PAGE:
Squeezing between his Datsun and a battered purple Volkswagen, Bolles got into his car. Reversing a few yards, he cocked the front wheels slightly to the right in order to leave the parking lot. It was then that the explosion occurred. The blast ripped the car’s four hubcaps off, blew out the windshield, and cut a two-foot hole in the floor beneath the driver’s seat. Windows in nearby cars were blown out, and a huge cloud of white smoke billowed up from the shattered Datsun. The explosion blew open the door on the driver’s side and Don Bolles flopped out onto the pavement. 

The first person to arrive on the scene was Lonnie Reed, a young refrigeration technician who had been installing an air conditioner nearby. Lying face down on the parking lot, Bolles looked up and said, “Help me, help me.” Reed took the belt from his Levi’s and, using it as a tourniquet, tied it around Bolles’s right thigh. Two minutes after the blast, Fire Captain John Albright arrived. A small crowd had already gathered, some of whom had attempted to alleviate Bolles’s pain by putting loose dressings on his wounds and tying a belt around his other thigh. He was semiconscious. “His legs were all shattered,” said Albright. “The right leg, the kneecap, had been blown off, and part of the calf, and the same on the left. He was … trying to get up.” But Bolles could not move. Lifting up his head, his glasses gone, his face blackened from the blast, Bolles asked that his wife be telephoned and said that he was a reporter. He then muttered: “They finally got me—the Mafia, Emprise. Find John Adamson.” Those were the last words he said.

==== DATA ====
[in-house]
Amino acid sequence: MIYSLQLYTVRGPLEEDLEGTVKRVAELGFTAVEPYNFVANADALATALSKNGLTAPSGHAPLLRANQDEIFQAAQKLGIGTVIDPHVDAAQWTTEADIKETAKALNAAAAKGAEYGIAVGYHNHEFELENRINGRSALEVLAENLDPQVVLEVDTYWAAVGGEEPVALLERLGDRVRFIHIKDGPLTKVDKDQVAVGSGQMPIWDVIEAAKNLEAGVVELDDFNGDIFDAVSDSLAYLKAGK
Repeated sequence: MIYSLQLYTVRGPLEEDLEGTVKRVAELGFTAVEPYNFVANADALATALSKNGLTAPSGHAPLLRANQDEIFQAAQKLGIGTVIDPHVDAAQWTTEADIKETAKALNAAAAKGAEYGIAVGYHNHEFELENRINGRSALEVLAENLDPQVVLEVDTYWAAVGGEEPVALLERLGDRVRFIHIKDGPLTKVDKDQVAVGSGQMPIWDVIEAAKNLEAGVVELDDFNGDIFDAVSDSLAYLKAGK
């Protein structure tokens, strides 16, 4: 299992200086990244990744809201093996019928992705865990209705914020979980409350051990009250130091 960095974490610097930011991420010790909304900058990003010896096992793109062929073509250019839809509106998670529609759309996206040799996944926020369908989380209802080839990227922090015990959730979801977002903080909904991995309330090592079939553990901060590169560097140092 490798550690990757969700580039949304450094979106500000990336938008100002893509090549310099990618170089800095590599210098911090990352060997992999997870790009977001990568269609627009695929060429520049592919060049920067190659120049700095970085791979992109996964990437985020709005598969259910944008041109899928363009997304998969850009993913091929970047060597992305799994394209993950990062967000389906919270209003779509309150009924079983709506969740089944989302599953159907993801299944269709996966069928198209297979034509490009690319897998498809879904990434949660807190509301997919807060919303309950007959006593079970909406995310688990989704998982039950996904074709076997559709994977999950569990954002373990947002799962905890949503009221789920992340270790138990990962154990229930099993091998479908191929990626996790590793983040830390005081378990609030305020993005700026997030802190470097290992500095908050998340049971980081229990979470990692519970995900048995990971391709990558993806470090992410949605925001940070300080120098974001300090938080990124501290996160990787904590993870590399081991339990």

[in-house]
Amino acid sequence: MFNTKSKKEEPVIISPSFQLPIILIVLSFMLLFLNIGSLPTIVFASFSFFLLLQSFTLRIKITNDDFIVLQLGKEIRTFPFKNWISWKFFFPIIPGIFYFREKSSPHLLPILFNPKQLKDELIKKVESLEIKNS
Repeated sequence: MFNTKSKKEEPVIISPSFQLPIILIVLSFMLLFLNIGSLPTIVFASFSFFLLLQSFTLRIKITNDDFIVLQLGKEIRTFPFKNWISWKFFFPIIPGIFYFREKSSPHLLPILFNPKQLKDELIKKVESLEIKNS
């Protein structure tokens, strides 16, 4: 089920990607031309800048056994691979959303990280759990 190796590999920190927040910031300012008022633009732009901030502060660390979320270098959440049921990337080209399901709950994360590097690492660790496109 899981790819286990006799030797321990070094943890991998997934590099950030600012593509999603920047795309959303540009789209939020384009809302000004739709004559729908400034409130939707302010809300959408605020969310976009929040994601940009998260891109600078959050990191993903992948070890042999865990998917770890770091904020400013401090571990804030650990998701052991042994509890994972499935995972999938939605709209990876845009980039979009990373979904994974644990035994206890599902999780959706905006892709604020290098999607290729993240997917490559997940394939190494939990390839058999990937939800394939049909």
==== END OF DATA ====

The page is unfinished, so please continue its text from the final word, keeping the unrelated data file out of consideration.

The news of the explosion was relayed via police radio to the city desk of the Arizona Republic. The report said that an unnamed reporter had been driving a cream-colored foreign car. Reporters began gathering round the city desk. At first, city editor Early thought the reporter was Al Sitter. Over the years, Sitter had written several stories a week attacking fraudulent land deals and the men behind them. Sitter had been threatened countless times and he drove a cream-colored foreign car. 

A few minutes later, Sitter walked into the newsroom. “When I arrived,” he said, “everyone was gathered around the city desk and Early looked up at me and said, ‘You’re not dead?’ I was astonished. I used to drive a white Toyota, but my wife drives it now.” The reporters were relieved, but a few minutes later the telephone rang. Early answered it, listened for a moment, then put his hand over his face. “Jesus Christ,” he said, “Jesus Christ.” Then he told the reporters that the victim was Bolles. The stunned reporters stood round the city desk in silence. “What the hell was he working on?” shouted Early. None of the reporters knew.